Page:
Pali and Prakrit are the languages that belong to the Middle Indo- Aryan period i.e. 600 BC-1000 AD. Prakrit was the Indo-Aryan speech which was in the form of uncultivated popular dialects. Prakrit came down to us in inscriptions dating back to 4-3 BC. Practically all over India, Prakrits were freely used for inscriptions almost up to the Gupta age n the course of time, the Prakrits were transformed into what are known as the Apabhramsa dialects, which were widely used in popular and folk literature. Pali and Ardha-Magadhi are also Prakrits and were used in early Buddhist and Jain literature. The Satavahana rulers were great patrons of Prakrit
Dogri (Punjabi/Pahad) Punjabl Pahari(HIndh Rajesthani Central Zon (Hindi) Indo-Aryan language subgroups (Urdu is included under Hindi) Bihari SindhiHindl Bengali Khandeshl Marathi Mahl Sinhala Diveh
SINO-TIBETAN The Sino-Tibetan or Mongoloid family stretches all over the sub-Himalayan tracts, covering North Bihar, North Bengal, Assam up to the north-eastern frrontiers of the country. These languages are considered to be older than the Indo-Aryan languages and are referred to in the oldest Sanskrit literature as Kiratas. Tibetan: Sikkimese, Bhotia, Balti, Sherpa, Lahuli and Ladakhi Himalayan: Kanauri and Limbu North-Assam: Abor (Adi), Miri, Aka, Dafla and Mishmi .Assam-Burmese: It is again sub-divided into four main sub-groups, viz. Kuki-Chin Mikir, Bodo and Naga. Manipuri or Meithi is the most important language of the Kuki-Chin sub-group The Bodo sub-group includes such dialects as Bodo, Rajbangsi, Koch, Mech, Rabha, Dimasa, Kachari, Chutiya, Garo, Haijong and the Tipra (Tirupuri). Mikir has strong affinities to the Bodo and is spoken in the Mikir Hills and Parts of Sibsagar district in Assam - The principal languages of the Naga sub-group are Angami, Sema, Ao, Lotha, Mao, Konyak, Kabui and Lepcha
. This was not agreed to by the drafting Committee on the grounds that English was much better to craft the nuanced prose on constitutional subjects. The efforts to make Hindi the pre-eminent language were bitterly resisted by the members from those parts of India where Hindi was not spoken natively. Eventually, a compromise was reached with Hindi in Devanagari script to be the official language of the union but for "fifteen years from the commencement of the Constitution, the English Language shall continue to be used for all the official purposes of the Union for which it was being used immediately before such commencement". -Article 343 (1) of the Constitution of India states "The Official Language of the Union government shall be Hindi in Devanagari script." Unless Parliament decided otherwise, the use of English for official purposes was to cease 15 years after the constitution came into effect, i.e. on 26 anuarv 1965.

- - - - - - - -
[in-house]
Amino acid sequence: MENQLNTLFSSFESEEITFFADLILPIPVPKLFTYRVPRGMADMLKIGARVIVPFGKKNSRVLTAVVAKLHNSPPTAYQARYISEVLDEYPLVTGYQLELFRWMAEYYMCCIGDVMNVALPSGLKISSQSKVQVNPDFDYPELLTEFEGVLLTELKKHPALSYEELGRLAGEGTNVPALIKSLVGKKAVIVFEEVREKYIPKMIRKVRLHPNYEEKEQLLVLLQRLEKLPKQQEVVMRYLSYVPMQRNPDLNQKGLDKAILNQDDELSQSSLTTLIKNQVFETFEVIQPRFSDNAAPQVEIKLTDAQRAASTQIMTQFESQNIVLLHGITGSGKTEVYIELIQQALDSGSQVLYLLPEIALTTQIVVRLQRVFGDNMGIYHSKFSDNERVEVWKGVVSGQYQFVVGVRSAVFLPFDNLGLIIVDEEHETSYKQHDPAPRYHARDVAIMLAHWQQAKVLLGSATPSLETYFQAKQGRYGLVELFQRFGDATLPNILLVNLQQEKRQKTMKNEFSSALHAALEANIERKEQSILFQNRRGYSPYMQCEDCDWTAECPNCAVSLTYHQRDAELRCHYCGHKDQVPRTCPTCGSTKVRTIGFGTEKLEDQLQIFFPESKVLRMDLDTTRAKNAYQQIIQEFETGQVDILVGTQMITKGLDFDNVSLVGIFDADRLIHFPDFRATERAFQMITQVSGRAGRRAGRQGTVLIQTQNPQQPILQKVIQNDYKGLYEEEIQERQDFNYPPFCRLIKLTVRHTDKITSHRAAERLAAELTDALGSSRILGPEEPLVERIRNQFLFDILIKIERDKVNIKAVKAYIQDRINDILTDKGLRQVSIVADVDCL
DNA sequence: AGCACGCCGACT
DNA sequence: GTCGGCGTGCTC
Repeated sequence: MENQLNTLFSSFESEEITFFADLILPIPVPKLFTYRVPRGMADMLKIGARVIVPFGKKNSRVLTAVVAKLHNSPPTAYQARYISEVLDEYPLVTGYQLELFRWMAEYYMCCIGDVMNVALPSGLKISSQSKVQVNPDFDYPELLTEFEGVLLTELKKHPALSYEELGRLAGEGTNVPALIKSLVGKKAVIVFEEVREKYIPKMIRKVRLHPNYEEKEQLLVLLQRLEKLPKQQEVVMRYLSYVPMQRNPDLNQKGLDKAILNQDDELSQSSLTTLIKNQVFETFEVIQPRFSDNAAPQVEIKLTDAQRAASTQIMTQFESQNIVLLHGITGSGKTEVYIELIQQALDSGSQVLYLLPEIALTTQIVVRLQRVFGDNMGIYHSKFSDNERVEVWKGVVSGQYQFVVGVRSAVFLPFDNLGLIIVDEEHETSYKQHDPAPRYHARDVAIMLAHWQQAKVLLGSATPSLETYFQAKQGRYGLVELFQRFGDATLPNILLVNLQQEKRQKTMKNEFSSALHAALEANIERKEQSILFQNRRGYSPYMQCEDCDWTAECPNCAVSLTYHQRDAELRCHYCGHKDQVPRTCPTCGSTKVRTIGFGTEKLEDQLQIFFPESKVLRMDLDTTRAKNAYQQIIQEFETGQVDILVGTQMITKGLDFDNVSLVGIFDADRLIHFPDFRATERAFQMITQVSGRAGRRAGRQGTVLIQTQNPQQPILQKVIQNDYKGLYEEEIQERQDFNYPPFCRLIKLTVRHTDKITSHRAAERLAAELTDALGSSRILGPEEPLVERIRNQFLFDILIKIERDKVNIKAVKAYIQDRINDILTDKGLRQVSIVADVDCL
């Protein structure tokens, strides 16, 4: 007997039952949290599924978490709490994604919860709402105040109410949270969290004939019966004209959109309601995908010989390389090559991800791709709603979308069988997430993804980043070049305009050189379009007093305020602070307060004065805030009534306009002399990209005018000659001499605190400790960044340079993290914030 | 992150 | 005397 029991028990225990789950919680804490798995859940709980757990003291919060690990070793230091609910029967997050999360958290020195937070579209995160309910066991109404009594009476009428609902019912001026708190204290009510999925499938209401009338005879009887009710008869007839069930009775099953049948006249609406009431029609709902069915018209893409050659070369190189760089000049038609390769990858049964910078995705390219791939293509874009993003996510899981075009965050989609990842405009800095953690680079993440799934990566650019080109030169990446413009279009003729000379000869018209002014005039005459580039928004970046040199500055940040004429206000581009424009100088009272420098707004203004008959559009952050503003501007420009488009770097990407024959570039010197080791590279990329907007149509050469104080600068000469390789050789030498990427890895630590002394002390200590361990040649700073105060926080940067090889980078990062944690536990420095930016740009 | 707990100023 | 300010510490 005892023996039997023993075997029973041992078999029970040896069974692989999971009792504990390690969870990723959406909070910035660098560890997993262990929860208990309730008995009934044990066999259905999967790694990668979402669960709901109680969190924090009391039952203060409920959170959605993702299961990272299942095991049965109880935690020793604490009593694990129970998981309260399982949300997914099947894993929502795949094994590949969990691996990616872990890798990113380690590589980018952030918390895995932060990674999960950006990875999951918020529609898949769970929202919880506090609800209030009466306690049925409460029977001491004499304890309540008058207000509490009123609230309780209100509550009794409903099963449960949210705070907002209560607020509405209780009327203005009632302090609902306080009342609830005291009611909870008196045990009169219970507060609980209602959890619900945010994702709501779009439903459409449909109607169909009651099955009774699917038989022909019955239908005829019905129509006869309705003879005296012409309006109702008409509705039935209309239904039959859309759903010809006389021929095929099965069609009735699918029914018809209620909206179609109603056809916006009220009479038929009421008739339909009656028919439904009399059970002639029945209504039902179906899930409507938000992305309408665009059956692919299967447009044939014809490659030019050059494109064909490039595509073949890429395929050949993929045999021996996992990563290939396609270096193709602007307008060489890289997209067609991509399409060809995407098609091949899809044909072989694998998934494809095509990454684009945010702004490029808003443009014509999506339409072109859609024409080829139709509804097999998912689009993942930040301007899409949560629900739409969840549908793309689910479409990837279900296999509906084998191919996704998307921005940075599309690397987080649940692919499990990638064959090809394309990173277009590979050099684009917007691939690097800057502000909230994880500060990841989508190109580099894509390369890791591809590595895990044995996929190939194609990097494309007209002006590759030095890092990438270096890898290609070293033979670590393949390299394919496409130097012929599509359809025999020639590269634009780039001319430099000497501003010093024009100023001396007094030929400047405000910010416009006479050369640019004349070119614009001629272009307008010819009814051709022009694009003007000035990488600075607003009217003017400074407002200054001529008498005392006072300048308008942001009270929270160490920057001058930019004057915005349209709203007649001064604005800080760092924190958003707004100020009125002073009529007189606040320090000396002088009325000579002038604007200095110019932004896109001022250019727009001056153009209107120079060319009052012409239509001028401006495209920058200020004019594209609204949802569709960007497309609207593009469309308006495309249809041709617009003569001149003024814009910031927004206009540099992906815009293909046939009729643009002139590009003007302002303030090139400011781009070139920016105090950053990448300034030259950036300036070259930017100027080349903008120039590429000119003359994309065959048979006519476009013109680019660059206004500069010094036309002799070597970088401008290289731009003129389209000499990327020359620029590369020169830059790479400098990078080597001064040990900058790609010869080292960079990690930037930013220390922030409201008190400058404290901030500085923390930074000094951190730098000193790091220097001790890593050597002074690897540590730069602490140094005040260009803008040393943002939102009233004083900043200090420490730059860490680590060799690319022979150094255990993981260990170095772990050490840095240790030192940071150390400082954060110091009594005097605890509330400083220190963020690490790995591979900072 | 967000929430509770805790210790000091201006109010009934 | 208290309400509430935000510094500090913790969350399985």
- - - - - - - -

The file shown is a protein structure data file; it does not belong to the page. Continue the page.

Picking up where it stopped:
- As the date for changeover approached, however, there was much alarm in the non Hindi-speaking areas of India, especially in Kerala, Gujarat, Maharashtra, Tamil Nadu, Punjab, West Bengal, Karnataka, Puducherry and Andhra Pradesh. Accordingly, Jawaharlal Nehru ensured the enactment of the Official Languages Act, 1963, which provided that English "may" still be used with Hindi for official purposes, even after 1965. - The wording of the text proved unfortunate in that while Nehru understood that "may" meant shall, politicians championing the cause of Hindi thought it implied exactly the opposite. In the event, as 1965 approached, India's new Prime Minister Lal Bahadur Shastri prepared to make Hindi paramount with effect from 26 January 1965. - This led to widespread agitation, riots, self-immolations and suicides in Tamil Nadu. The split of Congress politicians from the South from their party stance, the resignation of two Union ministers from the South and the increasing threat to the country's unity forced Shastri to concede
As a result, the proposal was dropped, and the Act itself was amended in 1967 to provide that the use of English would not be ended until a resolution to that effect was passed by the legislature of every state that had not adopted Hindi as its official language, and by each house of the Indian Parliament.
. "Modern Standard Hindi", a standardised language is the official language of the Union of India - In addition, it is one of only two languages used for business in Parliament however the Rajya Sabha now allows all 22 official languages on the Eighth Schedule to be spoken.